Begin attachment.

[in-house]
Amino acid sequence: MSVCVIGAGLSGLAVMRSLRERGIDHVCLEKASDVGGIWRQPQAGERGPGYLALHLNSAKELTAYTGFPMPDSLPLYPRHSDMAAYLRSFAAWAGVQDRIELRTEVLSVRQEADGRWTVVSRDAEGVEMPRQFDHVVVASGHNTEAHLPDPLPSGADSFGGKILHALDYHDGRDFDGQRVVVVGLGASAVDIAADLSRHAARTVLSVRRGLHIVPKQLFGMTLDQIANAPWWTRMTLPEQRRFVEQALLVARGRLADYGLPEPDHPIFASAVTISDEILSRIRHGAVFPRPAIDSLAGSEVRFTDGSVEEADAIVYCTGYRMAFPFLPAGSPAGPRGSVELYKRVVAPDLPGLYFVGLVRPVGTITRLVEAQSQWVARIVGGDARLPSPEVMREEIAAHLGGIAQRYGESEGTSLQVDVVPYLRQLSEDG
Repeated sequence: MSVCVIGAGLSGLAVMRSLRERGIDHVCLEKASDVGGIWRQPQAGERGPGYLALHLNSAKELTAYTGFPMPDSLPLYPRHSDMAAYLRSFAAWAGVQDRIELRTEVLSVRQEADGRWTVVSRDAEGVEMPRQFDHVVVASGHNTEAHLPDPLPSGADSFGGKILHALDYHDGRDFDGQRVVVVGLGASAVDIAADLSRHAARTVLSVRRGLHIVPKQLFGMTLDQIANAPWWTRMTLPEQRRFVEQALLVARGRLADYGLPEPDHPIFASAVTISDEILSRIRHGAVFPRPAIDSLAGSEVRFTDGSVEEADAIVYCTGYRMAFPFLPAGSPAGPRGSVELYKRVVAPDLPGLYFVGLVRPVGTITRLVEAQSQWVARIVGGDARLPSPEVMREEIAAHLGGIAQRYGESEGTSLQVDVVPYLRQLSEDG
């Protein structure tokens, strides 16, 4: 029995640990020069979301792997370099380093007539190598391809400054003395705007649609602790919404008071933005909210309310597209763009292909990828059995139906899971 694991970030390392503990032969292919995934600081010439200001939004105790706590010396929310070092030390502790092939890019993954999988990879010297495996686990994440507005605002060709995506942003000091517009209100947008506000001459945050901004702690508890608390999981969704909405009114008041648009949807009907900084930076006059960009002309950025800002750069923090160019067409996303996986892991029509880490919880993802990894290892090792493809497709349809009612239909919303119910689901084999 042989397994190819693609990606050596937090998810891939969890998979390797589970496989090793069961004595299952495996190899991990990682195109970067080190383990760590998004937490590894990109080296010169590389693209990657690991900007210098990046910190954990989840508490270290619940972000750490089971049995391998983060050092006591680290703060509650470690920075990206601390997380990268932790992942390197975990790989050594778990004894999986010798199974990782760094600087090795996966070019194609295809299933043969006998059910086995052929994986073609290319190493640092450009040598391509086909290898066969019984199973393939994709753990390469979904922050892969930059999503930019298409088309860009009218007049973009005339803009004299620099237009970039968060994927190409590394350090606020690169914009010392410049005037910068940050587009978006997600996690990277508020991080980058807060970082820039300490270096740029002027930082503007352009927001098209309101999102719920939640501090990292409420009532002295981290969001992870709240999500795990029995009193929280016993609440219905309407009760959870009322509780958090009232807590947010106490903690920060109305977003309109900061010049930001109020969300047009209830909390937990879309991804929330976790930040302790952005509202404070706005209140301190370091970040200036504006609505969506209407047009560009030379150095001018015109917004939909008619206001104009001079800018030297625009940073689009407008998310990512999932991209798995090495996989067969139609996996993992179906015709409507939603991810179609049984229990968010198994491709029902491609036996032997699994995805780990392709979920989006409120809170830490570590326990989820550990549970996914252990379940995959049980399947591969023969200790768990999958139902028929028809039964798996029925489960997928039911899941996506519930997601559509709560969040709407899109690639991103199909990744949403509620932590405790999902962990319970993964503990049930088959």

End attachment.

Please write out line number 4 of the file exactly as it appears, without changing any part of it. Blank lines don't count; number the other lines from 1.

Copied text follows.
């Protein structure tokens, strides 16, 4: 029995640990020069979301792997370099380093007539190598391809400054003395705007649609602790919404008071933005909210309310597209763009292909990828059995139906899971 694991970030390392503990032969292919995934600081010439200001939004105790706590010396929310070092030390502790092939890019993954999988990879010297495996686990994440507005605002060709995506942003000091517009209100947008506000001459945050901004702690508890608390999981969704909405009114008041648009949807009907900084930076006059960009002309950025800002750069923090160019067409996303996986892991029509880490919880993802990894290892090792493809497709349809009612239909919303119910689901084999 042989397994190819693609990606050596937090998810891939969890998979390797589970496989090793069961004595299952495996190899991990990682195109970067080190383990760590998004937490590894990109080296010169590389693209990657690991900007210098990046910190954990989840508490270290619940972000750490089971049995391998983060050092006591680290703060509650470690920075990206601390997380990268932790992942390197975990790989050594778990004894999986010798199974990782760094600087090795996966070019194609295809299933043969006998059910086995052929994986073609290319190493640092450009040598391509086909290898066969019984199973393939994709753990390469979904922050892969930059999503930019298409088309860009009218007049973009005339803009004299620099237009970039968060994927190409590394350090606020690169914009010392410049005037910068940050587009978006997600996690990277508020991080980058807060970082820039300490270096740029002027930082503007352009927001098209309101999102719920939640501090990292409420009532002295981290969001992870709240999500795990029995009193929280016993609440219905309407009760959870009322509780958090009232807590947010106490903690920060109305977003309109900061010049930001109020969300047009209830909390937990879309991804929330976790930040302790952005509202404070706005209140301190370091970040200036504006609505969506209407047009560009030379150095001018015109917004939909008619206001104009001079800018030297625009940073689009407008998310990512999932991209798995090495996989067969139609996996993992179906015709409507939603991810179609049984229990968010198994491709029902491609036996032997699994995805780990392709979920989006409120809170830490570590326990989820550990549970996914252990379940995959049980399947591969023969200790768990999958139902028929028809039964798996029925489960997928039911899941996506519930997601559509709560969040709407899109690639991103199909990744949403509620932590405790999902962990319970993964503990049930088959």